Learning on the edge of my comfort zone

 Guest blogger, Rebecca Cattran Change catalyst

Guest blogger, Rebecca Cattran Change catalyst

Delighted to share what Rebecca Cattran says she learnt at my recent workshop on visual notetaking. Over to Rebecca.....

As a lifelong learner, I’m always on the lookout for opportunities to broaden my skills. I recently had the good fortune to improve my visual note-taking, thanks to the inspiring network that is VFN and the talented Jacinta Cubis.

The call to action was to give it a go. I would describe myself as a words person, so how do you successfully convince someone to drop the familiar and choose the foreign? I was pleasantly surprised by the results and curious to reflect on the learning process: how to make something daunting become accessible and fun…

Here’s some of my tips and how I was able to apply them:

Start small

If you’re overwhelmed by a large canvas of butcher's paper and the eyes of a group, start small, with a personal notebook of plain, blank pages for your eyes only.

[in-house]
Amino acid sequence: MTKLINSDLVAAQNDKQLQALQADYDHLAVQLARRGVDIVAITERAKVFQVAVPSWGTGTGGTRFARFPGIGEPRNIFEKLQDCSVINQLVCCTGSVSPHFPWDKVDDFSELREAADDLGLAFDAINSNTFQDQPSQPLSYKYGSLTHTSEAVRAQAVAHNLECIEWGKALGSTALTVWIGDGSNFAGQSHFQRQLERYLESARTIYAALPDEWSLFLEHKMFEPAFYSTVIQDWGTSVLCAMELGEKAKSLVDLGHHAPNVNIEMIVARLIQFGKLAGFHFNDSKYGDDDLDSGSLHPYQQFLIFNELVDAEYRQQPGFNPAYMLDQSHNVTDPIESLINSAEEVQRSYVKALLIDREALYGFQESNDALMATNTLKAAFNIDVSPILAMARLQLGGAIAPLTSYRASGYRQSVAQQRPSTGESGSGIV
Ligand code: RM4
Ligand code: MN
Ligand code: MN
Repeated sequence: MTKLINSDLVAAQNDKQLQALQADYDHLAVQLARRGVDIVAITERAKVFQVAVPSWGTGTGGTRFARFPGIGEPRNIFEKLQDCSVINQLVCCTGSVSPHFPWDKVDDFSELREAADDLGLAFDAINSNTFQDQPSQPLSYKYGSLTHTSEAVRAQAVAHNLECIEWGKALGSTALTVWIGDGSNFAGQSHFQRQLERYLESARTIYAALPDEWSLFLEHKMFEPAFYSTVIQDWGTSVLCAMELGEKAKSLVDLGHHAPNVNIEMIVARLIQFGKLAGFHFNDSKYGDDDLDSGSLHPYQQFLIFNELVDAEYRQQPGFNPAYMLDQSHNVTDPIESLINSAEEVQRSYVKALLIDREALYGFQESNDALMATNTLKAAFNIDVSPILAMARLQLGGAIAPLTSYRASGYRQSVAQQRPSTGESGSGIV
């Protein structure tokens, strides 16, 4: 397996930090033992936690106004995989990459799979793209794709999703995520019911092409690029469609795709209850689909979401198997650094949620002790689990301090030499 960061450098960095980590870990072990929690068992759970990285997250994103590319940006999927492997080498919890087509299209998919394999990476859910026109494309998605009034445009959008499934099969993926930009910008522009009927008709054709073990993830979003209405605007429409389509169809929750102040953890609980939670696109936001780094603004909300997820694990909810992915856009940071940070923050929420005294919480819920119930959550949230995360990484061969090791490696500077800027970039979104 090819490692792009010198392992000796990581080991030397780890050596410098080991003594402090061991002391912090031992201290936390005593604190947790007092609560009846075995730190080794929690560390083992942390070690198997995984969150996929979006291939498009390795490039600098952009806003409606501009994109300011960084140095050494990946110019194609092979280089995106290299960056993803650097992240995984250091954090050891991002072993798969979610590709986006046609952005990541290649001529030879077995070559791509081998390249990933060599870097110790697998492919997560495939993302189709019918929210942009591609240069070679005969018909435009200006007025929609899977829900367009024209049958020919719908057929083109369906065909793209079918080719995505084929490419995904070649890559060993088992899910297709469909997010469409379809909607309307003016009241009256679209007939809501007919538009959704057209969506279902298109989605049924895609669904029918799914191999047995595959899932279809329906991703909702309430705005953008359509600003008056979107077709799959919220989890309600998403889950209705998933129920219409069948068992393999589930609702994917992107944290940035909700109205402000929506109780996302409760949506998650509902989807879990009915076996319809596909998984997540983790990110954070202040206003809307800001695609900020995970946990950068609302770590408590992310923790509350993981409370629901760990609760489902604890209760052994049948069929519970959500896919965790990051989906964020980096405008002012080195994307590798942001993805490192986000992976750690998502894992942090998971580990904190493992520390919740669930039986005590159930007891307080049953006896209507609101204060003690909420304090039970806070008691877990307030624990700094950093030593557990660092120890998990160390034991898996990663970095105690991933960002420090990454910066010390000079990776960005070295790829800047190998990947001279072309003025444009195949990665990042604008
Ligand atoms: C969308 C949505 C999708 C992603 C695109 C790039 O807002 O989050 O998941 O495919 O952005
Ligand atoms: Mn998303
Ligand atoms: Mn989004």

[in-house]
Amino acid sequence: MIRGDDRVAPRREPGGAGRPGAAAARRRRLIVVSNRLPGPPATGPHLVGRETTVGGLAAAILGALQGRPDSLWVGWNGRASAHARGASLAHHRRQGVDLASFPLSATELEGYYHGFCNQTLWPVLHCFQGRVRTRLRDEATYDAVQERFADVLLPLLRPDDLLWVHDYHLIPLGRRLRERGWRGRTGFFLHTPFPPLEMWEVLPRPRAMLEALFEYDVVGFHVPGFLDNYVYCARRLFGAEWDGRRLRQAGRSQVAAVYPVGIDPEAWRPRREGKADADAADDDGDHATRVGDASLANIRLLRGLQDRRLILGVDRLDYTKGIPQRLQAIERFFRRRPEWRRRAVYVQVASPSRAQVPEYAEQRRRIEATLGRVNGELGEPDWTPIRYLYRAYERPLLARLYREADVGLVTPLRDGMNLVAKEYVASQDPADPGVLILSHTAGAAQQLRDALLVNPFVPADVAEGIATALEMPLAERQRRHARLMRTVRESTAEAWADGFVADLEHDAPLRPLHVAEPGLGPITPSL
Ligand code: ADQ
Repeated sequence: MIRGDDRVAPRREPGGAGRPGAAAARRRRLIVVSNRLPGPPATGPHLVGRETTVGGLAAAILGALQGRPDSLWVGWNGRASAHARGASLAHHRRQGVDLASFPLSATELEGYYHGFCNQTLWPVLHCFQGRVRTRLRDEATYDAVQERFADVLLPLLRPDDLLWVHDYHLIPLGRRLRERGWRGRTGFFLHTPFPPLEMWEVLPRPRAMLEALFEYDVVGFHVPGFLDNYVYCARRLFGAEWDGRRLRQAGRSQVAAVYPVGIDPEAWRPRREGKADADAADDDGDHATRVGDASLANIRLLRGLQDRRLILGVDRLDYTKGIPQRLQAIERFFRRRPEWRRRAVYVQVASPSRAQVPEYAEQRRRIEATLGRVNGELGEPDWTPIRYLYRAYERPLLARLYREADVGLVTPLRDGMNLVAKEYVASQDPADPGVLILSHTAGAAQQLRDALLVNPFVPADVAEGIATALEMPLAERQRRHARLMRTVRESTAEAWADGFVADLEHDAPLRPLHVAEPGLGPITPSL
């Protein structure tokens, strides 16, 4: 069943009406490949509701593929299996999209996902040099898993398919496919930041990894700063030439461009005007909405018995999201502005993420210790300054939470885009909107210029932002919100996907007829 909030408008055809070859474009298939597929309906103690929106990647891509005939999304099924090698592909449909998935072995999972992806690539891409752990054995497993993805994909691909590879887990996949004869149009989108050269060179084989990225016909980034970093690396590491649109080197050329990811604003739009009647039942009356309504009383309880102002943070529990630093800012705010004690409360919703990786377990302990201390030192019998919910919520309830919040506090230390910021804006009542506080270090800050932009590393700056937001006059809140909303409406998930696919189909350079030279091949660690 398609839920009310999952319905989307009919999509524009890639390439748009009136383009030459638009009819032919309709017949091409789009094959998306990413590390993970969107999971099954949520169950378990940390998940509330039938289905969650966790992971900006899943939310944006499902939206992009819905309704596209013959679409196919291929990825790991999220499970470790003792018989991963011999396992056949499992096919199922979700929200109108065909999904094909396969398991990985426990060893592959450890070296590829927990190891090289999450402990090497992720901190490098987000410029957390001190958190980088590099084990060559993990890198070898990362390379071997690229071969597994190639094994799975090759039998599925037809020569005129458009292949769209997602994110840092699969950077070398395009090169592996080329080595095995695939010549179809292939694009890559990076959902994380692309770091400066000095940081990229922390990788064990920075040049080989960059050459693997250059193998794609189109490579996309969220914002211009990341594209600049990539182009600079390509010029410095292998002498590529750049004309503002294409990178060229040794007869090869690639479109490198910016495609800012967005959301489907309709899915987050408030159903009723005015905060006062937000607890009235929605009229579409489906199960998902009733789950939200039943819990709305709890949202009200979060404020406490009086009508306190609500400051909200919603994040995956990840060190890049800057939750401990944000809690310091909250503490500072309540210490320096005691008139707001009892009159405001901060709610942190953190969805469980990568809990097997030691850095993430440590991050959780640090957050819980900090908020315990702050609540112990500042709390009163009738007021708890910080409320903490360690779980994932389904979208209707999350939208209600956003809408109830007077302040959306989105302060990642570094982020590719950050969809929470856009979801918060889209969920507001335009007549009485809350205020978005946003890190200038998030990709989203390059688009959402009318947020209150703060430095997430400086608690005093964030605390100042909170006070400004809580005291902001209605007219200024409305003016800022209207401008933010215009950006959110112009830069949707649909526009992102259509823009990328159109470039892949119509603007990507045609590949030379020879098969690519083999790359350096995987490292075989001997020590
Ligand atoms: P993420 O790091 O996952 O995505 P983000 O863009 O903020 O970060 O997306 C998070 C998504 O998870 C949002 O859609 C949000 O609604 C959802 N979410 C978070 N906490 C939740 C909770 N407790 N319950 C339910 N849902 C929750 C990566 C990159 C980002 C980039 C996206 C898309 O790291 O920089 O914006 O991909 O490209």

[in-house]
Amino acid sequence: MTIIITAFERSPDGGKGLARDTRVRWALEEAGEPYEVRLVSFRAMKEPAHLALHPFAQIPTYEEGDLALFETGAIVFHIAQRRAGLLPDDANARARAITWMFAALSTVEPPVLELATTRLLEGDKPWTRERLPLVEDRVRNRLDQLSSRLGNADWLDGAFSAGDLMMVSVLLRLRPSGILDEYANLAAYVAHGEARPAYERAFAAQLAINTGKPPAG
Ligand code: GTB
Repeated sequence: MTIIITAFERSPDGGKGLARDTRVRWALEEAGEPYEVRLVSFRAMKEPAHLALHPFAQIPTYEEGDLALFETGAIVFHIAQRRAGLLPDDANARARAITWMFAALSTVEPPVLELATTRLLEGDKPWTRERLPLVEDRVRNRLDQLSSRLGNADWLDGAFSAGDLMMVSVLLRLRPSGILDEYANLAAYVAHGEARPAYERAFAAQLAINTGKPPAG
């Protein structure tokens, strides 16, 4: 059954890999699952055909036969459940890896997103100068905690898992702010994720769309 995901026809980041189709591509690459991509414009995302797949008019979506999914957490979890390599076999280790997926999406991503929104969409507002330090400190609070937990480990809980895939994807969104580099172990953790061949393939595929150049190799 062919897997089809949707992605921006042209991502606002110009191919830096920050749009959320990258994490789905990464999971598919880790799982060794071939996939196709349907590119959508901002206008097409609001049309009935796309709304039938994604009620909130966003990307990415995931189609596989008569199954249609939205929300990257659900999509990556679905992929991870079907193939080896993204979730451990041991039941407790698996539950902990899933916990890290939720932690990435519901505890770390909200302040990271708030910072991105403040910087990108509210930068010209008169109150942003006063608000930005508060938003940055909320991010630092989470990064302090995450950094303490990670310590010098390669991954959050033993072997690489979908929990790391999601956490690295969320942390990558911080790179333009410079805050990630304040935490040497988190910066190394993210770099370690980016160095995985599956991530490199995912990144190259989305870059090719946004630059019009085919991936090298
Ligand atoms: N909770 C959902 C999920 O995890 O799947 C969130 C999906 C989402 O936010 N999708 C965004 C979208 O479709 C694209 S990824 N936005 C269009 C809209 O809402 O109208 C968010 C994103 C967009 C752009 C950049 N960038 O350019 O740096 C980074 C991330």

Build a library

There’s a lot of repetition in our lives – think emojis. Develop familiar images that become second nature to you – like a lightbulb for an idea and a heart for feelings etc.

Change by degrees

When you’re used to focusing on capturing words, it can feel like a big leap to suddenly switch to pictures. So, it’s possible to find middle ground – a combination of images and words, think infographic.

Take your time

Faced with a mental blank when capturing notes live, give yourself time to review and improve. Add to and enhance your visuals after the event as a reinforcement strategy.

Different perspectives

Another key is not getting stuck with looking at things in one way. For example, if you’re drawing a car, you could draw it front on, side on or close up, think steering wheel.

Go with your gut

One of the biggest aha moments for me was not to overthink. Draw the most obvious, simplest image that comes to mind to illustrate a key word or concept.

Images have impact. They convey emotion and capture big ideas. They’re individual, memorable and provide room for interpretation.

Try visual data capture for yourself! Now when I attend workshops or facilitate discussions, I’m retraining my brain to think visually for quicker processing and more powerful communication.

 
rebecca drawing_may 18.jpg